TechMission 2023 brought together technicians, shop managers/owners, instructors, and other industry professionals for its fourth consecutive year, focusing on “Treating Technicians Like an Asset, Not an Expense.”

Thank you to all the amazing sponsors, panelists, and attendees for making TechMission 2023 a success! We are so lucky to be a part of such a great industry.

In case you missed it or need a refresher, here’s a recap of the key topics that were covered at the event.

Repairing a Broken Industry

We need to tackle and resolve auto/diesel industry challenges, such as the broken flat rate/pay system, the lack of clear career development paths for technicians, and the attraction of higher-paying roles in other skilled trade sectors. With these industry shortcomings, it is no surprise many technicians with diverse skill sets are exploring opportunities outside of the industry.

Overall, the industry is progressing in the right direction. Here are some positives we are seeing:

  • Technicians and managers are getting more comfortable communicating.
  • More mentorship of young technicians in the shop.
  • Moving away from the “I learned the hard way, so you have to, too” attitude.
  • And more!

These are steps in the right direction, but there are still many challenging conversations that need ongoing discussion.

“Change has got to come from us [technicians]. It’s not gonna come from the manufacturers, and it’s not going to always come from the owners. It’s gonna take technicians saying, ‘I want this in my job, I want this as part of my life to enrich it, and I won’t take anything less than that.’”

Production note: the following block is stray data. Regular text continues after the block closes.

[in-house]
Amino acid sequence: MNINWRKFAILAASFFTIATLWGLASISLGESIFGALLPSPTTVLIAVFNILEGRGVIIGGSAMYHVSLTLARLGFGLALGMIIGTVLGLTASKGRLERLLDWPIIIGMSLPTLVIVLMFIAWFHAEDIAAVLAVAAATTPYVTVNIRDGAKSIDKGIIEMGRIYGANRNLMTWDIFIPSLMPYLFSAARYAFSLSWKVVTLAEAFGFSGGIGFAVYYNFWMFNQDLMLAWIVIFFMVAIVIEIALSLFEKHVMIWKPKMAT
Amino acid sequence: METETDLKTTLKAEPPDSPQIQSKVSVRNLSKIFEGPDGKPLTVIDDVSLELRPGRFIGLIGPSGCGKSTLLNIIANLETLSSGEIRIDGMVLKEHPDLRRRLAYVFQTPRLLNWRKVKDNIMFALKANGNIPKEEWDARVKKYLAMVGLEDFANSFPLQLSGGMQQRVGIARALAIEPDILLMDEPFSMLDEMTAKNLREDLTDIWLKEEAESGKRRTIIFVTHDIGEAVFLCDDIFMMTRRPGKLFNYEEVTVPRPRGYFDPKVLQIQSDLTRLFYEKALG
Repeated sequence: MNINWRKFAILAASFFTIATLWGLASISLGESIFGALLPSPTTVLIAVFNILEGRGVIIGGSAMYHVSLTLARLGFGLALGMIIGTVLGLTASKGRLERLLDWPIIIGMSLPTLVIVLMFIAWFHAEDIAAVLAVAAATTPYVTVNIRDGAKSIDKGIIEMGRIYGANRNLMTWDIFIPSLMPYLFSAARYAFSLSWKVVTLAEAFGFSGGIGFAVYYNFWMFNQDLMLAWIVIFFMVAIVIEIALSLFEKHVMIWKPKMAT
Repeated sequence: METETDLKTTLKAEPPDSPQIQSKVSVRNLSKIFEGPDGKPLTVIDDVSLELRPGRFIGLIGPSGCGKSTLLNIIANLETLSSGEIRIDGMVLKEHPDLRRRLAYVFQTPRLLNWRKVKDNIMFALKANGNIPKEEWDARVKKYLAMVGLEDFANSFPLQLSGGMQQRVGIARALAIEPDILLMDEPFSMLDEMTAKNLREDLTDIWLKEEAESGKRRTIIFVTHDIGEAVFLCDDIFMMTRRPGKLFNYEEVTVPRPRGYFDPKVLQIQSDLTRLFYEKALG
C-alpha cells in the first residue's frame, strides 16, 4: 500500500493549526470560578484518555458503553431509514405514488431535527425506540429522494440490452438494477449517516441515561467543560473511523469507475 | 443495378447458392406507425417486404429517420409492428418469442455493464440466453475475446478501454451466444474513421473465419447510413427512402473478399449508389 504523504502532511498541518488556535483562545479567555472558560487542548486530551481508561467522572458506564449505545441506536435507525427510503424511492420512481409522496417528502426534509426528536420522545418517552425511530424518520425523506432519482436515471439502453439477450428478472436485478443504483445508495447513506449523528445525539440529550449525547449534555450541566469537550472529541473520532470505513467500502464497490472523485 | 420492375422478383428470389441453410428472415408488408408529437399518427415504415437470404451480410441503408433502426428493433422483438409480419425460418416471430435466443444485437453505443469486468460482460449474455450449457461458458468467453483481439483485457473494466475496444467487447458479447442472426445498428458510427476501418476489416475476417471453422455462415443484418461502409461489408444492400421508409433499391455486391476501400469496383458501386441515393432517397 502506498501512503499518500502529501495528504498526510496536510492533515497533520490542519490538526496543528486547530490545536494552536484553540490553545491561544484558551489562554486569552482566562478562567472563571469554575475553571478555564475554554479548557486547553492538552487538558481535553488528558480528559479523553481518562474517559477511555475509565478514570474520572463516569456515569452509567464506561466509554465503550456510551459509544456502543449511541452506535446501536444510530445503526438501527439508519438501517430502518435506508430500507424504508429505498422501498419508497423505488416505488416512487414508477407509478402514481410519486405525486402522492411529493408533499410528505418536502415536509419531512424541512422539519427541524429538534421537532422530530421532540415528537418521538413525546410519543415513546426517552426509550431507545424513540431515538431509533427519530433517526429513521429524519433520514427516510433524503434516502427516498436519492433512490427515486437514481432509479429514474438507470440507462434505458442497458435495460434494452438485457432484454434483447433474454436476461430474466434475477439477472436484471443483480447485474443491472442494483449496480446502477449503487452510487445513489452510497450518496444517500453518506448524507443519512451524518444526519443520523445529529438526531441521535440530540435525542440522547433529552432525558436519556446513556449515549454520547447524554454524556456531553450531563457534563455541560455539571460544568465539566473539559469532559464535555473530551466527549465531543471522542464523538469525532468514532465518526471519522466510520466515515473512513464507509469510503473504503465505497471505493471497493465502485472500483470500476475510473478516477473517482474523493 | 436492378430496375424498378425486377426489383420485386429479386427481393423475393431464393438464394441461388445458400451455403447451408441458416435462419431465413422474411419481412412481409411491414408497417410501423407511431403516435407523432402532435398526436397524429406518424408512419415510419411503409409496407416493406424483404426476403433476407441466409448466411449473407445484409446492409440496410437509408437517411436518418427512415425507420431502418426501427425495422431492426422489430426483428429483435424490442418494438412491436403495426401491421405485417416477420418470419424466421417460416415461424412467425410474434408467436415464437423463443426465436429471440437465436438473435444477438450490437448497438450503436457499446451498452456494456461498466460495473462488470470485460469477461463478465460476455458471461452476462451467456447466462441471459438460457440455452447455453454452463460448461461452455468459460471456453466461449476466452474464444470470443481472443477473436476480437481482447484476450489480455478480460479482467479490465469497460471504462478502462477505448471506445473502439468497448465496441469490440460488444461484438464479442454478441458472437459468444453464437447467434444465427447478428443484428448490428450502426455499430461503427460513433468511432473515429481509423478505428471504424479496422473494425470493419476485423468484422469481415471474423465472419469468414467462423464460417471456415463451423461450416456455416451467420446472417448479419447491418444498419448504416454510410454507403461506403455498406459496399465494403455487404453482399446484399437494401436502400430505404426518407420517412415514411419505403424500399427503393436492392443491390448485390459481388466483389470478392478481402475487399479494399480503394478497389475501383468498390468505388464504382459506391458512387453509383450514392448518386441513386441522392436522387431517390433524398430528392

Brent Taylor
Shop Foreman, Tom Wood Porsche
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Prioritizing Financial Transparency & Education

Being open about shop finances with technicians is vital for a positive and efficient work environment. Being financially transparent with technicians gives technicians a clearer view of how money is used in the shop, helping them see where the earnings go. This understanding is key for technicians to know how their compensation compares to industry standards and how it aligns with the shop’s financial health.

Compensation goes beyond just salary though. It includes benefits and perks for your technicians like health insurance, retirement plans, training, tool allowances, and more. Even providing personal financial management training to technicians can empower them to manage their money wisely. These benefits not only make technicians happier, but also show the shop’s dedication to its employees’ well-being in and out of the shop.

“We’ve got financial counseling for our team that is completely free. There are free resources on the Internet. Your employees can sign up and they [advisors] will call your team once a week to review information with them, go over their numbers with them, and make sure they are making smart financial decisions.”

Lucas Underwood
President, L&N Performance
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Handling & Giving Constructive Feedback

Managers should have consistent lines of communication open with their technicians through tactics such as regular meetings, company-wide surveys, or one-on-one meetings. These help build the manager-technician relationships and address smaller issues before they become bigger issues.

For managers, it’s crucial to have thick skin when receiving feedback from your technicians. During the meetings, it’s important to have humility, not get defensive and to actively listen. Most importantly, show that you care by acting on the feedback received. Over time, your list of action items should become smaller and smaller because you are genuinely addressing your technicians’ concerns.